Housing: Waiting For The Pinch From Higher Interest Rates

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Includes: DRN, ICF, ITB, IYR, RQI, RWR, SCHH, SRS, URE, VNQ, XHB
by: Hale Stewart

By New Deal democrat

With new home sales reported this morning, we have a good picture of the housing market through January. To refresh on a couple of points, the general order in which the housing market trends is:

1. interest rates turn

2. next, sales turn

3. after that, prices turn

4. finally, inventory turns.

Over the last 8 months we have been whipsawed, first by nearly all-time lows in mortgage rates after the Brexit vote at the end of June, followed by a roughly 1% increase within days after the US presidential election that has persisted ever since. So I have been watching for, first, an increase in housing sales, followed by a pivot to at least a sideways if not slightly down market.

Here is the YoY change in mortgage interest rates (inverted, blue) for the last 35 years compared with the YoY% change in housing permits (red):

Almost always, permits follow rates. The big exception was during the last couple of years of the housing bubble, followed by the first couple of years of the housing bust, where sales continued higher for several years in the face of higher rates, and then had a huge decline that persisted long after rates declined.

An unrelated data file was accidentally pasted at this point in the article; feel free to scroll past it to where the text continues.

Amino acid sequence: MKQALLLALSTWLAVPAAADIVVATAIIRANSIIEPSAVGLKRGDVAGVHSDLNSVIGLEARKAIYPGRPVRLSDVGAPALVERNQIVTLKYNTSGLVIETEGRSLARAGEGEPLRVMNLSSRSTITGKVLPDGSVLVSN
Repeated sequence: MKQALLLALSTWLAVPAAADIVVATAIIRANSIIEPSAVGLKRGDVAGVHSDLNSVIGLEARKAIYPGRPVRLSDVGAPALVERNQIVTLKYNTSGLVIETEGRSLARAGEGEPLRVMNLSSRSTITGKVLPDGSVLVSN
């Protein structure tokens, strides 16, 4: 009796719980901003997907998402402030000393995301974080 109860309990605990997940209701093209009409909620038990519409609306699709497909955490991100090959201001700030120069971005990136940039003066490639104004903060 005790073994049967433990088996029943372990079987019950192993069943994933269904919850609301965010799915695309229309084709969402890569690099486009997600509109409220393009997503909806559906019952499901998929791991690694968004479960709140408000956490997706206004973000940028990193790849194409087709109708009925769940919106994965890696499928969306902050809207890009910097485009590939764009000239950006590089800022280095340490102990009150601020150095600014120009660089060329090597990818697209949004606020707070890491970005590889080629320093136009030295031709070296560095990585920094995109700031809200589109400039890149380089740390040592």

Here is a close-up of the last 5 years:

After the taper tantrum of 2013, higher rates caused growth in sales of houses to taper off - but not turn down, due to the demographic surge in Millennials, similar to the demographic surge in Boomers half a century before.

New home sales, while very volatile, tend to lead even permits. Below they are shown in blue, updated as of this morning. In red are single family housing permits, which are the least volatile of the sales measures:

These two series are seriously diverging, with new home sales not having made a new high in 6 months, while the trend in single family permits has clearly been of improvement.

When we compare YoY permits (red) with the YoY change in prices as measured by the FHFA (green), we see that prices have been nearly flat recently:

Meanwhile when we compare prices with the YoY change in inventory (purple), we see that inventory is still increasing:

It is nearly certain that we have seen a generational low in interest rates as of last July. It is also quite possible we have already seen the high in new home sales for this business cycle. I anticipate the permits will turn sideways if not down in the next several months.

Meanwhile prices should rise some more as the increased sales over the last 6 months feed into seller confidence, while inventory growth should subside.

The housing market remains at the beck and call of the next decisive move in interest rates.

New Deal democrat, XE.com